On 3 March 2017, Tropical storm Enawo formed in the southern Indian Ocean. The cyclone hit landfall in Madagascar on 7 March at around 10:30 am local time. Enawo is currently equivalent to a Category 4 hurricane and is a dangerous phenomenon representing a real threat to the inhabitants of the north-east coast of Madagascar. On March 8, Enawo weakened from an “intense” to a “moderate” tropical storm. The remnants of Intense Tropical Cyclone Enawo exited Madagascar on the morning of Friday 10 March 2017. The storm traversed nearly the length of the island over two days, affecting communities from north to south across Madagascar’s eastern and central regions(IFRC, 8 March 2017).
As at 12 March, the National Office for the Management of Risks and Crises (BNGRC) reported 295,950 people to have been affected by the cyclone, including 84,660 who remain displaced. The number of deaths due to the storm has risen to 50 with 20 people missing and 195 injured. The initial technical evaluation of the assessment conducted by the BNGRC and participating agencies suggests that humanitarian activities should be prioritized in Maroantsetra, where approximately 40 per cent of the population has been displaced by flooding; in Antalaha, where the cyclone made landfall and where significant damage due to high winds as well as the rain-fed rapid rise in water levels; and in the capital, Antananarivo, where 27,104 people have been displaced by flooding, flood waters have in the past proven to persist longer than in other areas. (Government/UNHCT, 12 March 2017).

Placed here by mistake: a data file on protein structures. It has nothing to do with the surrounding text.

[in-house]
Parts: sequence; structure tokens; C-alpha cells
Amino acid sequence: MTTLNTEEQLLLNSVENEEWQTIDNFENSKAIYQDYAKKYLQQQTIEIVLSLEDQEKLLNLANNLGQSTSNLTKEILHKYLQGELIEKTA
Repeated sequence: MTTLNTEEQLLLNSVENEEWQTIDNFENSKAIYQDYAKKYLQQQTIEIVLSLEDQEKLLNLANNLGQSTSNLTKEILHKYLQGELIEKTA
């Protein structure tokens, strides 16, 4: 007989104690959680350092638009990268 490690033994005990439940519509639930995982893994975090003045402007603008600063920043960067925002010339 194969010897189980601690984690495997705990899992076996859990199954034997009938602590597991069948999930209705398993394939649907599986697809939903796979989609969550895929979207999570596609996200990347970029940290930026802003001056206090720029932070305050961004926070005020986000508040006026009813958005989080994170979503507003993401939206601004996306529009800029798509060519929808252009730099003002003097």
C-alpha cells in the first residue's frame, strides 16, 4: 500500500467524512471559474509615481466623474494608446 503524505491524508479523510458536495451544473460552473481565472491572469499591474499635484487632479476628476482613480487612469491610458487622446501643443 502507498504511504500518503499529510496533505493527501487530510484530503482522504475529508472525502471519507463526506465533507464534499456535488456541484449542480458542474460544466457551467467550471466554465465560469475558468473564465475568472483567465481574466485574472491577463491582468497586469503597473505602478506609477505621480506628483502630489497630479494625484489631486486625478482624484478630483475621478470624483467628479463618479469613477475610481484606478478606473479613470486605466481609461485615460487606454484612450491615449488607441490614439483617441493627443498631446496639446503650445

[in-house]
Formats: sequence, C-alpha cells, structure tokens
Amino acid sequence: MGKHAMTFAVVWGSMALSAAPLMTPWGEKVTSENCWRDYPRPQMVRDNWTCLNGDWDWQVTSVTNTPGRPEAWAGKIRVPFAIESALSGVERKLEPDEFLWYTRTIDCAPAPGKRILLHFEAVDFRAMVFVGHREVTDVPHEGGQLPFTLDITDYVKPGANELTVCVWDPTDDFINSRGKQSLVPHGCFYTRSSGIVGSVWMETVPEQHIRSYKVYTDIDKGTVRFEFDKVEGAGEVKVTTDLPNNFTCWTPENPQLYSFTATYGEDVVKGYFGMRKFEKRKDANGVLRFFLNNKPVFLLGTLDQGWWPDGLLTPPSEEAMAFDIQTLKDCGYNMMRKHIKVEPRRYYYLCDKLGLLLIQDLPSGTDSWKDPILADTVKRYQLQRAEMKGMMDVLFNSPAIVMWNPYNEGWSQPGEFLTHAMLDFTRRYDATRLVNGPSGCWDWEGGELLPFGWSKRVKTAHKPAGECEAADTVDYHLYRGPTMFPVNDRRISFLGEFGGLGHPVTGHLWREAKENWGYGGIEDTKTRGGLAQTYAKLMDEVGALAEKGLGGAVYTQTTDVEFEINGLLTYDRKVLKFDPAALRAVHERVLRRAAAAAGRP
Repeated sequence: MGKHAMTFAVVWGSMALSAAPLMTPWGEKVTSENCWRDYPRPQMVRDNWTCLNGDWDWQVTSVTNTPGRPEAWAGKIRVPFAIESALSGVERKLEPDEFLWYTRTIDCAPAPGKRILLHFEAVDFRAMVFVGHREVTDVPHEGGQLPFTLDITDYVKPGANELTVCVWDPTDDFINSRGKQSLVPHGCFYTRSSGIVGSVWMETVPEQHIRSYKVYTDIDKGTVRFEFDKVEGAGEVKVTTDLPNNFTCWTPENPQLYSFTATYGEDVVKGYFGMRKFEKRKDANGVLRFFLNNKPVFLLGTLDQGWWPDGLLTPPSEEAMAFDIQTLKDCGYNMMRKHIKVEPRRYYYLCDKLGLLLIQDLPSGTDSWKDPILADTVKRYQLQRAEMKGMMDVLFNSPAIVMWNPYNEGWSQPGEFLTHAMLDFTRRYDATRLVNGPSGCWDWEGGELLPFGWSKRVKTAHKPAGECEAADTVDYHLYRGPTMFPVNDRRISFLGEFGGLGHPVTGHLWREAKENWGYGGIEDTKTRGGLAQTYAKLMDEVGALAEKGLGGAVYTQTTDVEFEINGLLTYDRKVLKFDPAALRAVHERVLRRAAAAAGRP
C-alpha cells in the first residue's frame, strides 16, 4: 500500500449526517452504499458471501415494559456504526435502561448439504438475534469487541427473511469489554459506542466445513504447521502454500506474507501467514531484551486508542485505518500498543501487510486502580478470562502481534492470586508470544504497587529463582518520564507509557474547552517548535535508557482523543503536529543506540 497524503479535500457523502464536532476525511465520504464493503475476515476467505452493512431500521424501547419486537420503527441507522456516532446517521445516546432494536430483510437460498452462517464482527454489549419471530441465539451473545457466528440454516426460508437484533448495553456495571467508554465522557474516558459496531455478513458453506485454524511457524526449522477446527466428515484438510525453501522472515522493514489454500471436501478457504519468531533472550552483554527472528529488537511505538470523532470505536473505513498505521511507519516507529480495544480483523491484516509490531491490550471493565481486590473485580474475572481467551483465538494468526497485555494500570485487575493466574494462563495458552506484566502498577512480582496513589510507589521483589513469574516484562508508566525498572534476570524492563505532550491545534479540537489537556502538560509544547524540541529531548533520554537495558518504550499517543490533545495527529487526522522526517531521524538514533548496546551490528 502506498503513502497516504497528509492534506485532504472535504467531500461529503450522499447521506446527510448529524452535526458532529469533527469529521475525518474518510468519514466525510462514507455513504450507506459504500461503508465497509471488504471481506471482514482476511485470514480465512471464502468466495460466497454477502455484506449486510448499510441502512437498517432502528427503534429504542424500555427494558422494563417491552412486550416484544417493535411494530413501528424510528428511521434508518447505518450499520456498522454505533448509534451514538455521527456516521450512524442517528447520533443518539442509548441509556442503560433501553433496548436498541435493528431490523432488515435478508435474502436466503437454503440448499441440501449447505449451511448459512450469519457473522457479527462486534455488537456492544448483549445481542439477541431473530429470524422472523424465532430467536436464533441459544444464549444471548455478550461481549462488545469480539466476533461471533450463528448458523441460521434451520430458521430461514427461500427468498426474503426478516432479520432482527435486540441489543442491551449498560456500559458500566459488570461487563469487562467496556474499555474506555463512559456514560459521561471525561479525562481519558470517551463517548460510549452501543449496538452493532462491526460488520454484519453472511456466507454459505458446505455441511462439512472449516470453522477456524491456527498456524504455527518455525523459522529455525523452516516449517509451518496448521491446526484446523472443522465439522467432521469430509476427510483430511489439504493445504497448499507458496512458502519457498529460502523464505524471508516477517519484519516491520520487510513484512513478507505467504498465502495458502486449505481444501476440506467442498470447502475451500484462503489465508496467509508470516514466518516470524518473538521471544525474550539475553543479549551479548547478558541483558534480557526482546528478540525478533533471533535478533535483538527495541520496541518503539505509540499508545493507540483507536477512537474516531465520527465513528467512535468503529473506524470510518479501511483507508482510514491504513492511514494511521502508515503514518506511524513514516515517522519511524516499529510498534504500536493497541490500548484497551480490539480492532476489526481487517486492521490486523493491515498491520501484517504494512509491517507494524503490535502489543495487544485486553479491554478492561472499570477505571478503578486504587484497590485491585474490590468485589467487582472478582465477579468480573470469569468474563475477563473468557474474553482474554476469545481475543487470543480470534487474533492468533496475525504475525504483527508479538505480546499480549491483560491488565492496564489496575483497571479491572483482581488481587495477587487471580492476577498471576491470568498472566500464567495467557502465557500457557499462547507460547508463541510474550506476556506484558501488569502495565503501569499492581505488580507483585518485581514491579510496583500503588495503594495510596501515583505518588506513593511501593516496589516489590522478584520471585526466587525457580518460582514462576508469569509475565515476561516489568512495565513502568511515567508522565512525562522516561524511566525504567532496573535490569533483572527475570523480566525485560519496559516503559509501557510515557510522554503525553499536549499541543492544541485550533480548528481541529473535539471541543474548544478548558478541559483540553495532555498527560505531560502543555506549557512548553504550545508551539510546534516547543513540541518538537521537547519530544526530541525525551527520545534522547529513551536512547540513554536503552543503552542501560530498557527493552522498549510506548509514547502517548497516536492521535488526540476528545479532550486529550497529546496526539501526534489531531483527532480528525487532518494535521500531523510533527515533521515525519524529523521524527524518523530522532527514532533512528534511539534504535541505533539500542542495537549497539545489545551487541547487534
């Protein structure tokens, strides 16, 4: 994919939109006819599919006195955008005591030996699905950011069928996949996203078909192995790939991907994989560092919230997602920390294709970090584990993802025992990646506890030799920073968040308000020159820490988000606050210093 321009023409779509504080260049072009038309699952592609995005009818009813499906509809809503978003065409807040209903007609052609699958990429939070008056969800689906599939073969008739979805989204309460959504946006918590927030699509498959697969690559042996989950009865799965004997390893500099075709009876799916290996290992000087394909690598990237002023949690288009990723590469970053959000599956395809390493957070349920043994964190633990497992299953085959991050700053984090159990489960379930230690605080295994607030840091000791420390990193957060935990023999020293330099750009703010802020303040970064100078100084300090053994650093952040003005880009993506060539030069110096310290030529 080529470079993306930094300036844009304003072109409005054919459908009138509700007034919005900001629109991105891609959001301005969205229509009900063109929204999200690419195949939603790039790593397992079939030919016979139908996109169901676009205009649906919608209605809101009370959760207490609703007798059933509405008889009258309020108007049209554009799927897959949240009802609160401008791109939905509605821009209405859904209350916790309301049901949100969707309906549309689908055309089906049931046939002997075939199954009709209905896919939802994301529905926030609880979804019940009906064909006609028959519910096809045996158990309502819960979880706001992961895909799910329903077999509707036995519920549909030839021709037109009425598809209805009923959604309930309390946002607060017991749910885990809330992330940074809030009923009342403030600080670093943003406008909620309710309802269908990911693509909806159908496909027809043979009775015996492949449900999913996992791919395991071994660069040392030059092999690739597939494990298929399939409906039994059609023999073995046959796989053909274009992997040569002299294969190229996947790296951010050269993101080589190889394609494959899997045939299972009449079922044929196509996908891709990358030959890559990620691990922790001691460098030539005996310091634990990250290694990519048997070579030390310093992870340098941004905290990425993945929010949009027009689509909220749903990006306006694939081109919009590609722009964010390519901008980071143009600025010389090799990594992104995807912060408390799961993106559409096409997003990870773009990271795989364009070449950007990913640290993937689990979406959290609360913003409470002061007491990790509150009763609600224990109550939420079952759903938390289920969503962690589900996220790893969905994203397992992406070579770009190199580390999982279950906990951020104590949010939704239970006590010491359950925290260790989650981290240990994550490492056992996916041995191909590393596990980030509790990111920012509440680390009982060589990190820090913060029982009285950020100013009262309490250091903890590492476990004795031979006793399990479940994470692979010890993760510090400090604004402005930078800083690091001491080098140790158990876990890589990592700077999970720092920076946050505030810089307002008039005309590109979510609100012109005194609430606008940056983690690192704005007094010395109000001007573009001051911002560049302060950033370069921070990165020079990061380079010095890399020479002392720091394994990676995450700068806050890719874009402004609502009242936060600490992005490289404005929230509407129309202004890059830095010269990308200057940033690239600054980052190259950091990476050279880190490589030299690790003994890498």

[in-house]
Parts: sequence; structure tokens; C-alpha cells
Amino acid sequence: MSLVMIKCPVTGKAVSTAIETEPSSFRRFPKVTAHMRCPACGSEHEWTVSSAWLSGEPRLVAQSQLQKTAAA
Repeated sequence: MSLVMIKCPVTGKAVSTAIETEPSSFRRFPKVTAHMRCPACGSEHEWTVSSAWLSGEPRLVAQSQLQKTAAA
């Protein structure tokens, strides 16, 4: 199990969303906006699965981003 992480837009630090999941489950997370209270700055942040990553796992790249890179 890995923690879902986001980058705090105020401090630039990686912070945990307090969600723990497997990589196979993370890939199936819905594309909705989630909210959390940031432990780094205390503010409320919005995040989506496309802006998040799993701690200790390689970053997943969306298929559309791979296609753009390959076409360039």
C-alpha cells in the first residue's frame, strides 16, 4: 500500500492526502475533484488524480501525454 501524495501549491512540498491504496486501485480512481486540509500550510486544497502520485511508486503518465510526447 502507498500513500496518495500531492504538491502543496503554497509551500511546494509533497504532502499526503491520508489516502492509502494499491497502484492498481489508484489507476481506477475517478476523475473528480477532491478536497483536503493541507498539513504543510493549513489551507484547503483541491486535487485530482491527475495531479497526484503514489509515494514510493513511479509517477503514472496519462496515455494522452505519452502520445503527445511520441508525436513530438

ACT Madagascar Forum members, Eglise de Jésus-Christ à Madagascar – Dépt pour le Development (SAF/FJKM and Malagasy Lutheran Church (MLC) in collaboration with the National Office of the Risks and Disasters Management (BNGRC), is planning to respond to life-saving situation by providing Food distribution, NFIs, Potable Water and Cash Distribution to the affected populations through ACT Alliance Rapid Response Funds mechanism.